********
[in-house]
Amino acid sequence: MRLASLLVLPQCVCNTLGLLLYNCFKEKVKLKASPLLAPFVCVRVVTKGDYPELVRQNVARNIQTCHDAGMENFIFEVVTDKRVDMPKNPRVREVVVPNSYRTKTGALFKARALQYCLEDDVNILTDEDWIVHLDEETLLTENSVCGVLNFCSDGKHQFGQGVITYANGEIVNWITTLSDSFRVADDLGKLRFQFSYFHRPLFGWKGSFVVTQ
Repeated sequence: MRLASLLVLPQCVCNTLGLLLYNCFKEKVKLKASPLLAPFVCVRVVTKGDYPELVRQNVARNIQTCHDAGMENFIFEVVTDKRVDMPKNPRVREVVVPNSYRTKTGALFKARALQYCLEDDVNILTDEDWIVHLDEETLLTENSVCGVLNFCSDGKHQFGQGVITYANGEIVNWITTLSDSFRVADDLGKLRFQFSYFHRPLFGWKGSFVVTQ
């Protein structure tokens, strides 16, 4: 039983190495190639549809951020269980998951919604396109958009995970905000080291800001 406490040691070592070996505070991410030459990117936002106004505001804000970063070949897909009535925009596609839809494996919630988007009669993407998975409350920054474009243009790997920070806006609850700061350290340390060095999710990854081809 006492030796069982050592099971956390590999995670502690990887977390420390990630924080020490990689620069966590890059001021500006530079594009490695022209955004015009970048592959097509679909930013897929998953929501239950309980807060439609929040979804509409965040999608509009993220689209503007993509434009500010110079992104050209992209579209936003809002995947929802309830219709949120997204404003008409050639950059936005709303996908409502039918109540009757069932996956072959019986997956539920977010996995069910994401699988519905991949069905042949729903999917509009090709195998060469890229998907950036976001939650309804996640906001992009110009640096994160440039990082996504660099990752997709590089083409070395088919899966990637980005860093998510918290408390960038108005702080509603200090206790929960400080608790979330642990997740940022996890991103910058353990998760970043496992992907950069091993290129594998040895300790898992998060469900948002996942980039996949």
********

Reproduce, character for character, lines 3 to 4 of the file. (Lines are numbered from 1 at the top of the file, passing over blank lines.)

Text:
Repeated sequence: MRLASLLVLPQCVCNTLGLLLYNCFKEKVKLKASPLLAPFVCVRVVTKGDYPELVRQNVARNIQTCHDAGMENFIFEVVTDKRVDMPKNPRVREVVVPNSYRTKTGALFKARALQYCLEDDVNILTDEDWIVHLDEETLLTENSVCGVLNFCSDGKHQFGQGVITYANGEIVNWITTLSDSFRVADDLGKLRFQFSYFHRPLFGWKGSFVVTQ
């Protein structure tokens, strides 16, 4: 039983190495190639549809951020269980998951919604396109958009995970905000080291800001 406490040691070592070996505070991410030459990117936002106004505001804000970063070949897909009535925009596609839809494996919630988007009669993407998975409350920054474009243009790997920070806006609850700061350290340390060095999710990854081809 006492030796069982050592099971956390590999995670502690990887977390420390990630924080020490990689620069966590890059001021500006530079594009490695022209955004015009970048592959097509679909930013897929998953929501239950309980807060439609929040979804509409965040999608509009993220689209503007993509434009500010110079992104050209992209579209936003809002995947929802309830219709949120997204404003008409050639950059936005709303996908409502039918109540009757069932996956072959019986997956539920977010996995069910994401699988519905991949069905042949729903999917509009090709195998060469890229998907950036976001939650309804996640906001992009110009640096994160440039990082996504660099990752997709590089083409070395088919899966990637980005860093998510918290408390960038108005702080509603200090206790929960400080608790979330642990997740940022996890991103910058353990998760970043496992992907950069091993290129594998040895300790898992998060469900948002996942980039996949």